By Leslie Morgan Steiner | July 27, 2007; 07:00 AM ET | Comments (192)

Moms Running the House -- and the Senate

Great article in yesterday's Washington Post about the record number of moms in Congress raising young kids today: Mom's in the House, With Kids at Home: For Congresswomen With Young Children, a Tough Balance. Turns out we currently have 10 (count 'em, 10!) moms in Congress raising kids under 13, including Heather Wilson (R-N.M.), Debbie Wasserman Schultz (D-Fla.), Cathy McMorris Rodgers (R-Wash.) and Blanche Lincoln (D-Ark.). Not surprisingly, these moms face the same work/family balancing act most of us moms face. What's different is that their kids are thousands of miles away from their offices, and their decisions about combining work and raising children are made under a political spotlight. Nice to know these high-voltage public servants also confront our country's lovely double standard -- their male colleagues are congratulated for being involved in their children's lives, while big question marks arise when women with young children run for office....

 

By Leslie Morgan Steiner | July 20, 2007; 07:00 AM ET | Comments (218)

Part-Time Looking Pretty Fine

Yesterday The Washington Post took a second pass at the Pew Center research on work/family balance we dug into last week with Part-Time Looks Fine to Working Mothers. The findings of mothers nationwide show what I've long believed: The key to work/life balance when you have young children is working part-time. The majority of working moms (60 percent) find part-time work most appealing. That spreads across education and income levels. Ten years ago, the same survey showed far fewer (48 percent) of moms found part-time work appealing. Even single moms agree, with 46 percent saying that part-time is the best option. For perspective, 72 percent of men describe full-time work as the ideal. A few other interesting findings: Ranking yourself highly as a mother is inversely related to your education level and work status. The higher a woman's educational achievements, the lower she rates herself as a mother. And mothers...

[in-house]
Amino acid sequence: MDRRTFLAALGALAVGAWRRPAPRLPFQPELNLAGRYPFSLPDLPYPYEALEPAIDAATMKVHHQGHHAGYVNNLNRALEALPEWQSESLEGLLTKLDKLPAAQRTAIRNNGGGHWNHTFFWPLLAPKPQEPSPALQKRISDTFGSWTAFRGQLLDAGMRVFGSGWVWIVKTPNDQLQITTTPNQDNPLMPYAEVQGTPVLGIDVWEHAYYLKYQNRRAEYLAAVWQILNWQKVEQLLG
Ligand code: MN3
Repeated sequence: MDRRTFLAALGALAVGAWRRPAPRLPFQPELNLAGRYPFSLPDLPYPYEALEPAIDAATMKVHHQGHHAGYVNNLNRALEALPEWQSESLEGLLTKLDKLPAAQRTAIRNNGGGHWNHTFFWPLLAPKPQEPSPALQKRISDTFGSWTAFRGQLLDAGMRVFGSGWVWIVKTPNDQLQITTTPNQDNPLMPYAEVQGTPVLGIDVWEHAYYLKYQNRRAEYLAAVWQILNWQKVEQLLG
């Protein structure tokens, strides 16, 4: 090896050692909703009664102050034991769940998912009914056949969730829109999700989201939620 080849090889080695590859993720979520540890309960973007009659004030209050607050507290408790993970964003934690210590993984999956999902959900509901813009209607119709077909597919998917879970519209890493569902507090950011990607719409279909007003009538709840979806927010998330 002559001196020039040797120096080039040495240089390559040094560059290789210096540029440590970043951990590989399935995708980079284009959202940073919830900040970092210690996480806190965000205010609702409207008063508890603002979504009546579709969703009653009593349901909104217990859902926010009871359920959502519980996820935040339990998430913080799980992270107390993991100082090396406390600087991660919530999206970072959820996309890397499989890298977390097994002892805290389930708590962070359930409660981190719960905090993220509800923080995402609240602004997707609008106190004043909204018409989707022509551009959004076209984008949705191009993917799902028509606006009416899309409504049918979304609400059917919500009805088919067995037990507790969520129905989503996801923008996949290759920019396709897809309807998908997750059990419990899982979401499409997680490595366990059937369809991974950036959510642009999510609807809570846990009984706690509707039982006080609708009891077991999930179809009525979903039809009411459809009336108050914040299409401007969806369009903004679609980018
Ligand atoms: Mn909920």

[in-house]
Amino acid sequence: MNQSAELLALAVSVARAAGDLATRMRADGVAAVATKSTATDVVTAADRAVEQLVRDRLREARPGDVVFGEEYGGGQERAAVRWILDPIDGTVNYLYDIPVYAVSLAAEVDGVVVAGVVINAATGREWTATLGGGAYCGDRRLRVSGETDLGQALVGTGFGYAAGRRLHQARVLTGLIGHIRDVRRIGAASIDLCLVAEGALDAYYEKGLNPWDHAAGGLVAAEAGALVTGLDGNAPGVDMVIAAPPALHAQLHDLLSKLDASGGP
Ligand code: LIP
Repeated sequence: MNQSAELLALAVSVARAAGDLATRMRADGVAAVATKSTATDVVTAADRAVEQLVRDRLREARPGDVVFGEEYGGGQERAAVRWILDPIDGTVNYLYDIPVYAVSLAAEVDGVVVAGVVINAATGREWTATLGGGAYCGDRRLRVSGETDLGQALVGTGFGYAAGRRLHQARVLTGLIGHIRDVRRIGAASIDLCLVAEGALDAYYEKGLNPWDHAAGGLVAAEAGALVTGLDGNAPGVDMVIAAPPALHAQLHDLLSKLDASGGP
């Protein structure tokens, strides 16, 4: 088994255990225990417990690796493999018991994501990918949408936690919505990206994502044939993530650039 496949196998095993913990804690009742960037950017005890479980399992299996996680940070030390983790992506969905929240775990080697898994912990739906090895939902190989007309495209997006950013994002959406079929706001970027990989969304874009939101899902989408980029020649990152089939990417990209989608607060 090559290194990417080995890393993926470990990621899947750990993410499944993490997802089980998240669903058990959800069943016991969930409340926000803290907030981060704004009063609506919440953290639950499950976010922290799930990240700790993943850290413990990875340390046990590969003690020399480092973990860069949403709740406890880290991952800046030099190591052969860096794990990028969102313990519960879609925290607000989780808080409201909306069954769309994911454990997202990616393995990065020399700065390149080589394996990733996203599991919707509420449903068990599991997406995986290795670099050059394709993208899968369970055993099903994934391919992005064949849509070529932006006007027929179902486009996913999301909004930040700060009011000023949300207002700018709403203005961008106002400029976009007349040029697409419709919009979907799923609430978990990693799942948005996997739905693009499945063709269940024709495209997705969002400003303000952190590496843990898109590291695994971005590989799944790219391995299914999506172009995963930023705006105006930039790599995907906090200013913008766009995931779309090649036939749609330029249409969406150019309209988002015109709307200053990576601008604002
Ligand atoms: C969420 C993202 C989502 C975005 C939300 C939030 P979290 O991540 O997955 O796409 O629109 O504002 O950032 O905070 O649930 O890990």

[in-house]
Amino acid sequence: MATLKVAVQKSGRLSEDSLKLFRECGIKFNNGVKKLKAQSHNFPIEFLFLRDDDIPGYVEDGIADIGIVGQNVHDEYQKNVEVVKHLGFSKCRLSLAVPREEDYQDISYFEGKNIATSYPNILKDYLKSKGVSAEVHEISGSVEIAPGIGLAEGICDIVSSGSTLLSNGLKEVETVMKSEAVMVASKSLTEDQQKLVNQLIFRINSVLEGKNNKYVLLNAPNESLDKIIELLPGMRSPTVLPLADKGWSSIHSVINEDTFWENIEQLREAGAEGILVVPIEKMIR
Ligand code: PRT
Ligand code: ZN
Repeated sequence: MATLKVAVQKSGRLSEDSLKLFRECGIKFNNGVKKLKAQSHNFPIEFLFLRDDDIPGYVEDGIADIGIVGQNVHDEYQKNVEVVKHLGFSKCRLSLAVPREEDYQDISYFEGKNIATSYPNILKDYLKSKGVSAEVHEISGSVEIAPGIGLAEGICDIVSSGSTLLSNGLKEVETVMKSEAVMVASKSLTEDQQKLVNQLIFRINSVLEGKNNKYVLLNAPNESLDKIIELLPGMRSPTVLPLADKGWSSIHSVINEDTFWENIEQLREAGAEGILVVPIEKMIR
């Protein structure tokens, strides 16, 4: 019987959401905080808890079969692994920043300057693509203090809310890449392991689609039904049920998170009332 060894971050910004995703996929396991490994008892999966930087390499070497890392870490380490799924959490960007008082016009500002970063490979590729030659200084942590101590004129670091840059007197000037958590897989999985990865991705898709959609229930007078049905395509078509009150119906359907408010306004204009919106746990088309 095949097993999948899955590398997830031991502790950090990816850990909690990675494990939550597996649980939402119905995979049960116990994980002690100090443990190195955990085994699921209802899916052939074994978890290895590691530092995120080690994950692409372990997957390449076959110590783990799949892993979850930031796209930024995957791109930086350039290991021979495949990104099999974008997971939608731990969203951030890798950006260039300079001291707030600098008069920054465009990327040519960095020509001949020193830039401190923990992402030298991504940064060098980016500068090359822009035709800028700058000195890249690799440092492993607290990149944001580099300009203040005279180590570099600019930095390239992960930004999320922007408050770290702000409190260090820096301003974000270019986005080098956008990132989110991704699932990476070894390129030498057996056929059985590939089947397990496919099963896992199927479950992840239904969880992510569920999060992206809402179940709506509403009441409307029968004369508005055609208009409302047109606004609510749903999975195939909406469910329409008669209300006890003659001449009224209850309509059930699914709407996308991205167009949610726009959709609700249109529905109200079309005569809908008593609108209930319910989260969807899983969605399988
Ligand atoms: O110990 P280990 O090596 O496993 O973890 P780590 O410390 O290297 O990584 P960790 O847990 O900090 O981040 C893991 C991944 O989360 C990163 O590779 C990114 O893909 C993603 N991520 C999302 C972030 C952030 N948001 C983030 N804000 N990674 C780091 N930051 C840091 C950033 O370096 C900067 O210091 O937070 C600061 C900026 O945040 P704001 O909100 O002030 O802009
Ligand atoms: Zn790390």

By Leslie Morgan Steiner | July 13, 2007; 07:00 AM ET | Comments (234)

Fourth of July Tales

Okay, another light summer Friday. Let's share our tales of Fourth of July work/family joy, sweat, frustration and family. One working mom friend with a five-year-old daughter, two-year-old twins, and a husband who also works full-time, whispered to me at a Fourth of July parade, "I'm so glad the Fourth fell on a Wednesday this year. It totally took away the pressure to make a great weekend away somewhere. The kind of thing I never imagined I'd feel before I had kids." Of course I understood. A July Fourth holiday that lasted only 24 hours -- instead of July Fourth Weekend -- felt like an excuse to take the laid-back route for once, like a rainy day after weeks of nonstop sunshine. My friend's household of three kids under six, a dog, and two working parents provides plenty of fireworks every single day. Who needs more? My three kids are...

 

By Leslie Morgan Steiner | July 6, 2007; 07:00 AM ET | Comments (0)

Truly Unbalanced Topics

Okay, it's true: Sometimes I stretch the topic of "balance" to cover intriguing subjects that have basically nothing to do with work/life balance. To take this to its logical extreme I've been collecting various posters' suggestions for utterly unbalanced topics. Here are my top five favorites for today's Free-For-All: Balance and People Who Think Dogs Are As Important as Babies. Balance and the Iraq War. Balance and Every Known Detail About Scarry's Second Pregnancy. Post-Breastfeeding Boobs and Balance. Polygamous Marriage and Work/Life Balance: A New Family Structure for the Future? Please add your own ridiculous ideas for future "unbalanced" topics....